June 8, 2013 — 4 Comments


Wow, everybody.

Since I hit “publish” on last Friday’s article, it has easily become the most-viewed post I’ve written this year. That is amazing, because it shows people, you people, want to talk about this. You want to share it with your friends, you want to think about it, and you want fix it. You, like me, don’t really know how to do that yet, but you want to try.

This was, quite frankly, the first time I wrote about something that really matters on this blog, and I’m grateful for the reception to it. That said, don’t expect a huge tonal shift at We So Thrifty: For the most part, it will still be thrifting, pop-culture, and 90s nostalgia. But do expect to see some small attempts, every once and a while, to contribute to a fashion economy that saves instead of kills. I won’t drop this, and I hope you won’t either.

I left that article in an open-ended, hoping all of you would take some time to share your reactions with me. You did just that.  A few tweets, a few comments, and a few shares have already left me with more to think about, and I’m grateful for that too. I’ve compiled just a few of the great comments to that post, to give you a little to chew on as we all move forward with this. Thank you for your words, friends. Forward we go!


…I have been reading about life in India, Pakistan, and Bangladesh for quite a few years now and know it very well. I was excited to read about the backlash from the Bangladeshis in the country because no one can change a country from without, it must happen from within and without simultaneously, but primarily from within. What people endure in those countries is almost inconceivable to us, and so to act here in ways that drastically affect the clothing industry out of self-righteousness without understanding those countries in depth is irresponsible. If we can find out which companies act responsibly and choose their goods over others, we certainly can apply proper pressure. Supply and demand. That’s how it works.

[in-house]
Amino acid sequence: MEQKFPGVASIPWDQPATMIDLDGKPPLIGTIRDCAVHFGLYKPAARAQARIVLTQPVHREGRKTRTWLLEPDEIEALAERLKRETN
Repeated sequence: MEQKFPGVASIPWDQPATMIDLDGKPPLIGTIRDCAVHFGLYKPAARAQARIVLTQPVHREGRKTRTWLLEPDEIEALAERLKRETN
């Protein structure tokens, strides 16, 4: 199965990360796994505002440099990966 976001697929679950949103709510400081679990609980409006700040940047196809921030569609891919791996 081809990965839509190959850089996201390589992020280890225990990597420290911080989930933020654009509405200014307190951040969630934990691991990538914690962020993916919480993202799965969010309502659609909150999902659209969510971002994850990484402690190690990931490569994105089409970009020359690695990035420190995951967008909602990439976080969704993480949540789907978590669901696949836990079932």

– Stephanie


…You’re right– like many people I also thought, Good thing I didn’t shop at [insert store here] this year. But not visiting a certain retailer doesn’t make me or anyone less guilty. Accidents can happen at factories any where in the world at any time regardless of the brand’s size or popularity. Real change can start with us– the consumers– because we often buy what we like, want, don’t really want, need, or really need without thinking too much about who made our product and his/her living and working conditions.



…I have been trying to socially conscious about my shopping habits but it is hard to do. Just quickly: avoiding all overseas produced products and shopping “Made in Canada /USA” is not always the answer. Some overseas factories do produce goods in keeping with International Labor Organization (ILO) standards while there have been sweatshops busted in Toronto, Montreal and Calgary in recent years. Some companies subcontract to workers paid by the piece for basic sewing and assembly and they get much less than minimum wage.